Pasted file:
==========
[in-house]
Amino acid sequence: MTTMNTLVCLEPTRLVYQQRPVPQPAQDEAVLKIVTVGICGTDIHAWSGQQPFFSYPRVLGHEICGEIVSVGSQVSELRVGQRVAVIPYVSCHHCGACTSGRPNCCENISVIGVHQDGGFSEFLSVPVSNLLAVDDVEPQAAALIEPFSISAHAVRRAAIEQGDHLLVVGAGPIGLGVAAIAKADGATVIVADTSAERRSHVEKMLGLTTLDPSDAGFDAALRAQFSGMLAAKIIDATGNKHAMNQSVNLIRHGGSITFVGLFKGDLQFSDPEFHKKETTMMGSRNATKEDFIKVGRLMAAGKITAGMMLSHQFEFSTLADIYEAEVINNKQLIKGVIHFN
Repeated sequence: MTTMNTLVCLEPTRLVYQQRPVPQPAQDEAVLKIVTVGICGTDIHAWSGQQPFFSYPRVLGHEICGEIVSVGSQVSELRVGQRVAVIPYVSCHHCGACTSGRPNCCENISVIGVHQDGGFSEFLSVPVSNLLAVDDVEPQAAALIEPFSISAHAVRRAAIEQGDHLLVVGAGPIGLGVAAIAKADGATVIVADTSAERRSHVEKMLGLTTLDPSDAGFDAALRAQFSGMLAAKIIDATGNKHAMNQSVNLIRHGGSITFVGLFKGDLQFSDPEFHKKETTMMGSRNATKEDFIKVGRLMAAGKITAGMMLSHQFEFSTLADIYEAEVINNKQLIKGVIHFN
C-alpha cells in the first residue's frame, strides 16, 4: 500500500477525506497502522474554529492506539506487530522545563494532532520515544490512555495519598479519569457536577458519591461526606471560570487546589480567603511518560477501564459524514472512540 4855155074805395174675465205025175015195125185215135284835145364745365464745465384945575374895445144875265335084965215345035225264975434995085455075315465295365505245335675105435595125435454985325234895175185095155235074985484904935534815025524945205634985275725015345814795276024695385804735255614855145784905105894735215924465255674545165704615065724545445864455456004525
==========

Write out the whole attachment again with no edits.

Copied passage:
[in-house]
Amino acid sequence: MTTMNTLVCLEPTRLVYQQRPVPQPAQDEAVLKIVTVGICGTDIHAWSGQQPFFSYPRVLGHEICGEIVSVGSQVSELRVGQRVAVIPYVSCHHCGACTSGRPNCCENISVIGVHQDGGFSEFLSVPVSNLLAVDDVEPQAAALIEPFSISAHAVRRAAIEQGDHLLVVGAGPIGLGVAAIAKADGATVIVADTSAERRSHVEKMLGLTTLDPSDAGFDAALRAQFSGMLAAKIIDATGNKHAMNQSVNLIRHGGSITFVGLFKGDLQFSDPEFHKKETTMMGSRNATKEDFIKVGRLMAAGKITAGMMLSHQFEFSTLADIYEAEVINNKQLIKGVIHFN
Repeated sequence: MTTMNTLVCLEPTRLVYQQRPVPQPAQDEAVLKIVTVGICGTDIHAWSGQQPFFSYPRVLGHEICGEIVSVGSQVSELRVGQRVAVIPYVSCHHCGACTSGRPNCCENISVIGVHQDGGFSEFLSVPVSNLLAVDDVEPQAAALIEPFSISAHAVRRAAIEQGDHLLVVGAGPIGLGVAAIAKADGATVIVADTSAERRSHVEKMLGLTTLDPSDAGFDAALRAQFSGMLAAKIIDATGNKHAMNQSVNLIRHGGSITFVGLFKGDLQFSDPEFHKKETTMMGSRNATKEDFIKVGRLMAAGKITAGMMLSHQFEFSTLADIYEAEVINNKQLIKGVIHFN
C-alpha cells in the first residue's frame, strides 16, 4: 500500500477525506497502522474554529492506539506487530522545563494532532520515544490512555495519598479519569457536577458519591461526606471560570487546589480567603511518560477501564459524514472512540 4855155074805395174675465205025175015195125185215135284835145364745365464745465384945575374895445144875265335084965215345035225264975434995085455075315465295365505245335675105435595125435454985325234895175185095155235074985484904935534815025524945205634985275725015345814795276024695385804735255614855145784905105894735215924465255674545165704615065724545445864455456004525